In a 63-page amended complaint filed on June 16, 2011, in federal court in San Jose, Apple Inc. is continuing to strongly press its contentions that Samsung Electronics Co.’s Galaxy smartphones and tablet computers infringe upon Apple’s patents and trademarks for the iPhone and the iPad. In this new filing, Apple, which has long been known as a company that pursues its intellectual property claims vigorously, amplifies a complaint it filed a couple of months ago against Samsung.
“Instead of pursuing independent product development, Samsung has chosen to slavishly copy Apple’s innovative technology, distinctive user interfaces, and elegant and distinctive product and packaging design, in violation of Apple’s valuable intellectual property rights,” Apple’s attorneys wrote in the new complaint. An Apple spokeswoman has been quoted as saying, “It’s no coincidence that Samsung’s latest products look a lot like the iPhone and iPad, from the shape of the hardware to the user interface and even the packaging. This kind of blatant copying is wrong, and we need to protect Apple’s intellectual property when companies steal our ideas.”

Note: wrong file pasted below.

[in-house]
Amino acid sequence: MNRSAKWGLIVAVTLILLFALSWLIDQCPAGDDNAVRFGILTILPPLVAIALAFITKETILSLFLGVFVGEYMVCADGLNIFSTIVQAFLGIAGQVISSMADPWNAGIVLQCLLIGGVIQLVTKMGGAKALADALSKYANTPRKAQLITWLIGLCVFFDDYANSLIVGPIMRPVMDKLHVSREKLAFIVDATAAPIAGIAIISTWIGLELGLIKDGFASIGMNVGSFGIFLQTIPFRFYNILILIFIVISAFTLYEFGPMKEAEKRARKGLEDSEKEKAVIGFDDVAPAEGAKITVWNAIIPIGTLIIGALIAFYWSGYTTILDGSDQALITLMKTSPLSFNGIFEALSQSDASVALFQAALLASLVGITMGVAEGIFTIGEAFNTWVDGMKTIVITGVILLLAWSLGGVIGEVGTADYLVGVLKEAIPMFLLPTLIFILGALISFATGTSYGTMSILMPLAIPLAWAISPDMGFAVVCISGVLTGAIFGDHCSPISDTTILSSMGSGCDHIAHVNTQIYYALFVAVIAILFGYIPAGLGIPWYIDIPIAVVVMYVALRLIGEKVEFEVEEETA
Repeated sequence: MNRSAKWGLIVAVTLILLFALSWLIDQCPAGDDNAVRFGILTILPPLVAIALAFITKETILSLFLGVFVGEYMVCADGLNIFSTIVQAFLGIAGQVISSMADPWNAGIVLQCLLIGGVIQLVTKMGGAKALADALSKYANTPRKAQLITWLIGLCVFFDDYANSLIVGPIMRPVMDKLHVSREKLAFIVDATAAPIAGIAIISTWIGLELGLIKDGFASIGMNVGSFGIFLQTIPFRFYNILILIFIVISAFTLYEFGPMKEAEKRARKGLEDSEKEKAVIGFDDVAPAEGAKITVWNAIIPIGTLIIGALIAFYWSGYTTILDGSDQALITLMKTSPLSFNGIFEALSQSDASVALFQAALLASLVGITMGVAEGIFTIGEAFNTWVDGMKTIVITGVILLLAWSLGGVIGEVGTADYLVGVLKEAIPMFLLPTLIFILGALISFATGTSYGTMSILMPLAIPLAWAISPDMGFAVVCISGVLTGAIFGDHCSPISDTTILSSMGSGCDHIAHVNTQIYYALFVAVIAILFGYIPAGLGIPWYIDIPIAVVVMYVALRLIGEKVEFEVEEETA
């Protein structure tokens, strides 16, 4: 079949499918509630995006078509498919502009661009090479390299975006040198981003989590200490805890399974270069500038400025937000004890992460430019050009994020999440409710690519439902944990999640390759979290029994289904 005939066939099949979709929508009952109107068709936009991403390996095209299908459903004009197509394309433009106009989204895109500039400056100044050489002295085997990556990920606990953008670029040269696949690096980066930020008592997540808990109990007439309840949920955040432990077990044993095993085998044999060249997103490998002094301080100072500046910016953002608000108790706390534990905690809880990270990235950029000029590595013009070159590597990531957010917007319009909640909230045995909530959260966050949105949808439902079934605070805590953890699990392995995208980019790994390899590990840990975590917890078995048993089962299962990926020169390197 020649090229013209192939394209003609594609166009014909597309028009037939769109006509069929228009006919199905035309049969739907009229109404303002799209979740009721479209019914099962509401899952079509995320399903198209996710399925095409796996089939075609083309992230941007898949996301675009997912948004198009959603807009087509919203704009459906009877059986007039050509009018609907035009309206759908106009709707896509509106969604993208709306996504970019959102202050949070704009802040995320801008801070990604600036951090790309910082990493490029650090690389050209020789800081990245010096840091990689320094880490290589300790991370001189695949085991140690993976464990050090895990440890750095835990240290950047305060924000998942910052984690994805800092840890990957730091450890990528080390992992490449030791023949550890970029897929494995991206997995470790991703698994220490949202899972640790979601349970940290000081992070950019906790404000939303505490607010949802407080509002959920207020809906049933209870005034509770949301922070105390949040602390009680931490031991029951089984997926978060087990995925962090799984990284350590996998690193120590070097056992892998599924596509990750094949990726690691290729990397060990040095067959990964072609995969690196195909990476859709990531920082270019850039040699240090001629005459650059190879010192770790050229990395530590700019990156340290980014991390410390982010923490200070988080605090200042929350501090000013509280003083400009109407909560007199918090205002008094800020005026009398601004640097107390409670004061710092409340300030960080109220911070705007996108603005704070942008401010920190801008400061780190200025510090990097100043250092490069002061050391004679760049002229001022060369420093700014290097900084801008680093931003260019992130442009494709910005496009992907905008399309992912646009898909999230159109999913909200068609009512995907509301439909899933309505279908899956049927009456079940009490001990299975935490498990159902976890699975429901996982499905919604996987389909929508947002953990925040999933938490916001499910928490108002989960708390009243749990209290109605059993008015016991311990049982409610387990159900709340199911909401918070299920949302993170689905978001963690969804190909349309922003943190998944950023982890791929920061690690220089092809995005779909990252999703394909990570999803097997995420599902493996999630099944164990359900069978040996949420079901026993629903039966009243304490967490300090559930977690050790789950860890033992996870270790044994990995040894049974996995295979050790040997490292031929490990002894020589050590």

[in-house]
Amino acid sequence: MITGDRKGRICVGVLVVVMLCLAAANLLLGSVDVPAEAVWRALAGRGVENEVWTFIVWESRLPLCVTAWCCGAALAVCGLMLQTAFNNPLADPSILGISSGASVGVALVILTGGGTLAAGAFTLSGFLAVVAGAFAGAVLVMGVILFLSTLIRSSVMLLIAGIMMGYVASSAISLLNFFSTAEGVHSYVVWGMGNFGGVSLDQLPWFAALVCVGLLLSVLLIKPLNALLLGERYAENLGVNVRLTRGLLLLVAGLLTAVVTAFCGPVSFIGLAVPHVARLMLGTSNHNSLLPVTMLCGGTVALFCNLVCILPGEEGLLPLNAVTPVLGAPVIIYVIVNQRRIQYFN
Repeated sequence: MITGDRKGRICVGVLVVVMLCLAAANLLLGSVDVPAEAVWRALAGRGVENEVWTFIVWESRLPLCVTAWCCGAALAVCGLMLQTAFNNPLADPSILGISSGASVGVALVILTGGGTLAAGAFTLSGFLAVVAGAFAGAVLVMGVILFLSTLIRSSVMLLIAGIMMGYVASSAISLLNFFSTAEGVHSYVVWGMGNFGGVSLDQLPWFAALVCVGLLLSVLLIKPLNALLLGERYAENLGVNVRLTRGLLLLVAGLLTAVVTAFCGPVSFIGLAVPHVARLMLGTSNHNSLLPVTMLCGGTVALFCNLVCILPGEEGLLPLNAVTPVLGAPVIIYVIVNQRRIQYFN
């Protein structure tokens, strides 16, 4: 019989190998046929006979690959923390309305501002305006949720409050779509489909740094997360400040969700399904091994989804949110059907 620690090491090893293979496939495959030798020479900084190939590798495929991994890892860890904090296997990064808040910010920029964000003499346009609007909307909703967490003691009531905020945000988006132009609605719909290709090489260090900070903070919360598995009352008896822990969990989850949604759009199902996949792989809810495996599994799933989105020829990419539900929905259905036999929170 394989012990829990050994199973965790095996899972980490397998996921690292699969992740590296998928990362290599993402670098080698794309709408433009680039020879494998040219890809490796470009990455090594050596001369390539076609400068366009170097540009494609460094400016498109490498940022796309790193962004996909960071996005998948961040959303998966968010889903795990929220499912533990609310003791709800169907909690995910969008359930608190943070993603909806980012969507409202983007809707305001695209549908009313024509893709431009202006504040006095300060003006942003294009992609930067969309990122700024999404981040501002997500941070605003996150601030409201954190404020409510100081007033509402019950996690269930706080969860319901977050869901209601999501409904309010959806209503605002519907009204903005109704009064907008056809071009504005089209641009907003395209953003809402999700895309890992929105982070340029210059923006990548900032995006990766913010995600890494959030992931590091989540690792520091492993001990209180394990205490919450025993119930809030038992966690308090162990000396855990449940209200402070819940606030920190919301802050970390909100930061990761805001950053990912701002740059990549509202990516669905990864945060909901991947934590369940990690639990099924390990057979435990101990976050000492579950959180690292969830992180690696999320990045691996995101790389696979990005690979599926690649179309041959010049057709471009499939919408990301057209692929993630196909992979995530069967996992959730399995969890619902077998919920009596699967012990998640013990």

A key focus of Apple’s concern is several design patents that it owns for various aspects of the iPhone and iPad. These design patents, Apple said in the complaint, “cover the unique and novel ornamental appearance of Apple’s devices, which include features such as the black face, bezel, the matrix of application icons, and a rim surrounding a flat screen.”
The iPhone, according to the complaint, has a distinctive shape and appearance — including “a matrix of colorful square icons with evenly rounded corners and a bottom row of colorful square icons set off from the other icons, which does not change as other pages of the user interface are viewed – which are the embodiment of Apple’s innovative iPhone user interface.” And this combination of elements “is distinctive and serves to identify Apple as the source of the iPhone products,” the complaint says. Thus, the Samsung Galaxy products incorrectly leave the consumer with the impression that they are Apple products “based upon the design alone.”
But what smartphone these days doesn’t bear some resemblance to the iPhone? There are only so many ways to make a thin “bar” form-factor phone capable of running various applications. Do Apple’s design patents give it the right to exclude all others from the market? We will be following this case closely.